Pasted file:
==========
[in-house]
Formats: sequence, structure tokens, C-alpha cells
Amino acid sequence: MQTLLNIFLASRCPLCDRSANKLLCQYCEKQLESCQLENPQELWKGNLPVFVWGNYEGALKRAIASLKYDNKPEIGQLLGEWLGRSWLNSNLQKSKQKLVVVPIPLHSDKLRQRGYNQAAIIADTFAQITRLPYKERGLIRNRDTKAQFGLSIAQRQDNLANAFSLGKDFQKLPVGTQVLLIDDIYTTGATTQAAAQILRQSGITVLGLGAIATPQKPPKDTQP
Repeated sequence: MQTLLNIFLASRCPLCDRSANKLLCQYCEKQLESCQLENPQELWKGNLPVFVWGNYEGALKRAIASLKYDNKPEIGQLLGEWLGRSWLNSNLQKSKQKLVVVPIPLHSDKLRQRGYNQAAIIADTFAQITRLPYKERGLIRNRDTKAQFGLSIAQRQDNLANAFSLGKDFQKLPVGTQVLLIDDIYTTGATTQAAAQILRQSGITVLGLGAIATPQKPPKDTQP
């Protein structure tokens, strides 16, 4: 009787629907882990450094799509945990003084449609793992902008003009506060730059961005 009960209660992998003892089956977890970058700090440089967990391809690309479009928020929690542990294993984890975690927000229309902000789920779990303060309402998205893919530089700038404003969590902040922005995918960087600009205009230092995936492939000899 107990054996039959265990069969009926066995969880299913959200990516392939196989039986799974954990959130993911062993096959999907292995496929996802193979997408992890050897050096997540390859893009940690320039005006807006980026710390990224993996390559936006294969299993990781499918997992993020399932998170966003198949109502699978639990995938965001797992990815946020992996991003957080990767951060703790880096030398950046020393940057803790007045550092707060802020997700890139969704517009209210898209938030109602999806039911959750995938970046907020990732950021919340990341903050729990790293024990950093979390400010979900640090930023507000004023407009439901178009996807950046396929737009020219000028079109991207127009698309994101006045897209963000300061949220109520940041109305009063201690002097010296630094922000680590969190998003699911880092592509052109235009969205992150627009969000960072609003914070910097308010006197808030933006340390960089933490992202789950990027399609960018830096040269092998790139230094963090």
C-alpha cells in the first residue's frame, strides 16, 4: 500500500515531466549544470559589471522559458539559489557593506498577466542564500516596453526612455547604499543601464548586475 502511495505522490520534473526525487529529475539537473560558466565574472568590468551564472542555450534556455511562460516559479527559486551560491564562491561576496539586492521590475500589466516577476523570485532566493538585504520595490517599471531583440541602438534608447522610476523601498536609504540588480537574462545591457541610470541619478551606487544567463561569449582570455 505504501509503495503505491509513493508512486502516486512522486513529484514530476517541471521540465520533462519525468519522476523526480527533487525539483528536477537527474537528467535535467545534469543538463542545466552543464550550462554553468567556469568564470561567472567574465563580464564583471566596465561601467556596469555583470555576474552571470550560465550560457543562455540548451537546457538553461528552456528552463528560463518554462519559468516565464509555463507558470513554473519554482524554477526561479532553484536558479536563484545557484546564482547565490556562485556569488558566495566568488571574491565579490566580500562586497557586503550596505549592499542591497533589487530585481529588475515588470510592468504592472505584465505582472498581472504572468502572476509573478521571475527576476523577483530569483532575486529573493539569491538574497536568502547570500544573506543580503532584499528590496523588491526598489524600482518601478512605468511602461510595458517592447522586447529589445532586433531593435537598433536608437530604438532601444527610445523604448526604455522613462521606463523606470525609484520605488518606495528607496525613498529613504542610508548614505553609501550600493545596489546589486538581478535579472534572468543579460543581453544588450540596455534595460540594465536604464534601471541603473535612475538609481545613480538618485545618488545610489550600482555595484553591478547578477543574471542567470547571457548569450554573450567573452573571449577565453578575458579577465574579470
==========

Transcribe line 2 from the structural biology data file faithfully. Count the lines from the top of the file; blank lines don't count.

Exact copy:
Formats: sequence, structure tokens, C-alpha cells